The Girl from the Other Side tells the story of a strangely bitter recluse who has to care for a precocious young girl OKAY SERIOUSLY IS THERE LIKE A NAME FOR THIS GENRE OR SOMETHING I SWEAR TO KIRSTIE ALLEY.
Yes, it’s another entry in the “Braddy Really Wishes He Was a Single Dad” series, last exemplified by Sweetness and Lightning. I’m genuinely not sure why manga seems to like this trope so much, but I’m super grateful that they do. These books are consistently some of my favorite comics, and The Girl from the Other Side is no exception.
Of course, The Girl from the Other Side differs from those other books, which tend to be saccharine slice-of-life adventures about embracing the wonderful mysteries of life, by being a tight, tense horror story.
Our (whom I’ll call Teacher, as I genuinely don’t remember if it has another name) is some sort of demon/monster thing called an Outsider. By contrast, his ward – Shiva – is an Insider, who is stuck in the forests of the Outside until her aunt comes to claim her. Insiders cannot touch Outsiders, lest they be cursed to become Outsiders themselves. Teacher helps Shiva navigate the forest and tries to keep her safe… all while knowing, somehow, that Shiva’s aunt isn’t coming for her.
The first two volumes carry an “all ages” recommendation on their covers, which genuinely surprises me. The first volume ends with one of the tensest moments I can remember in comics: Shiva, convinced her aunt is nearby, wanders deeper into the forest to bring her an umbrella. Meanwhile, soldiers from Inside have come into the forest seeking a demon in the shape of a little girl and have strict orders to kill her on sight.
Then this happens:
I legit lost my mind when I turned to this page. The Girl from the Other Side is already one of the most beautiful manga I’ve ever read, with a distinct style that reminds me more of Hayao Miyazaki’s Nausicaä of the Valley of the Wind comic than, say, this nonsense. I already adored the scratchy backgrounds, the almost impressionistic rendering of all the major characters… but the picture of a small girl innocently carrying a damaged umbrella past the armed soldiers searching for her to kill her scared me more than just about anything in fiction.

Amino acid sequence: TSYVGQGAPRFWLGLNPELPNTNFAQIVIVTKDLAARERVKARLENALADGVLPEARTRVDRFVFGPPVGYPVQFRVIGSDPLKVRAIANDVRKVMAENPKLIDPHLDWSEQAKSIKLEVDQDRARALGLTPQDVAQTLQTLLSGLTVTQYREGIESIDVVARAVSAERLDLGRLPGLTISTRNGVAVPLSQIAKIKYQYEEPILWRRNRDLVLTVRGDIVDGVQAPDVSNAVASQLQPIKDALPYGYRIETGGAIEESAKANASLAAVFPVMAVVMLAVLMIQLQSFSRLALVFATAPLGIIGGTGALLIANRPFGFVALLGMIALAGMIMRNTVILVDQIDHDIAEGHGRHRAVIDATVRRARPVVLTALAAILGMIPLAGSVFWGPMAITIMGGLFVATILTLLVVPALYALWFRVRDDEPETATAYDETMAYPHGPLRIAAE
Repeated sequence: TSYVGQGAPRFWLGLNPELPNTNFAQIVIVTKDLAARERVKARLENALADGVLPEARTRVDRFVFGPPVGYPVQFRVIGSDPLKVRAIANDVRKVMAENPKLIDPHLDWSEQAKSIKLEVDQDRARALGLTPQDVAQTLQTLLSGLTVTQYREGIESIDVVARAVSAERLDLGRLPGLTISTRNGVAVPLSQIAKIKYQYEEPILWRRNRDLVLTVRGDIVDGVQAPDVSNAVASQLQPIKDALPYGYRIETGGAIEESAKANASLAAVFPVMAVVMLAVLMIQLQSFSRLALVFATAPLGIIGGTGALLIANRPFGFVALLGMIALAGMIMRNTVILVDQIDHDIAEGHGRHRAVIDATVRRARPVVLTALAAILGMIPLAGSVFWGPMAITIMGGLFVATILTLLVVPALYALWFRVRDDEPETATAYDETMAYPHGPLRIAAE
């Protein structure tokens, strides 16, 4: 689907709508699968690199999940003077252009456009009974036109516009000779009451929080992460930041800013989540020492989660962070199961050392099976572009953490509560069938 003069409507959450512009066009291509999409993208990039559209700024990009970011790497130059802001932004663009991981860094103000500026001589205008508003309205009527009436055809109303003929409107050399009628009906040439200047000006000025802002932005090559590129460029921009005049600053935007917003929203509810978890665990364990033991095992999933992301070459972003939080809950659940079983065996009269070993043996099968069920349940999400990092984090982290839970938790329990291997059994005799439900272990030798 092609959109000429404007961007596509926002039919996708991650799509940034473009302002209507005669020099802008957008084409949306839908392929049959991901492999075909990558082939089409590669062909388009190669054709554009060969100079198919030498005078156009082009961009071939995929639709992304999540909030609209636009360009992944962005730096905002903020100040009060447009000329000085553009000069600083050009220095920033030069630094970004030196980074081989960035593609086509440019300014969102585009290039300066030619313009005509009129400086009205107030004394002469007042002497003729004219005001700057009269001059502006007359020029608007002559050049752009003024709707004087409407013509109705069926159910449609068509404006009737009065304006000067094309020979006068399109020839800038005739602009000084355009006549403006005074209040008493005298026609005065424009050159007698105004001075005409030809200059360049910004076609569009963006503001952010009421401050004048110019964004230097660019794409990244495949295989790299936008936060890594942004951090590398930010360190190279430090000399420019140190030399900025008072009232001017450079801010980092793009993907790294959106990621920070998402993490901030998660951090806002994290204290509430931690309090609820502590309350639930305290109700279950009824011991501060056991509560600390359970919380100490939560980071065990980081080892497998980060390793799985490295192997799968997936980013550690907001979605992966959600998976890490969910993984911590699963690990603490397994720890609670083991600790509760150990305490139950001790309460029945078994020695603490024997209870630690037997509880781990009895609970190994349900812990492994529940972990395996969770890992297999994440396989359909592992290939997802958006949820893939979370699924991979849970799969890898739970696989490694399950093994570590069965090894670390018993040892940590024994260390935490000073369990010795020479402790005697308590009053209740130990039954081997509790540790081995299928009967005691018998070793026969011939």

Oh, and the second volume shows Teacher gruesomely hacking another Outsider to pieces with an axes. It takes until volume 3 for the age rating to get corrected to “teen.”
Truthfully, I’m not sure the story in The Girl from the Other Side is all that novel. As I’ve said, there are a million “cute young girl” stories out there for The Girl from the Other Side to draw on. In addition, it’s pretty explicitly riding the coattails of another highly successful manga about a supernatural being serving as mentor to a human girl. In the end, though, I’m not sure how much all that matters. The craft on display in The Girl from the Other Side is enough to have me hooked: masterfully executed tension, beautiful art, and a chilling atmosphere.
Also, I’m still waiting to figure out what the significance of the Irish part of the title is. So I’m at least hooked until that becomes more apparent.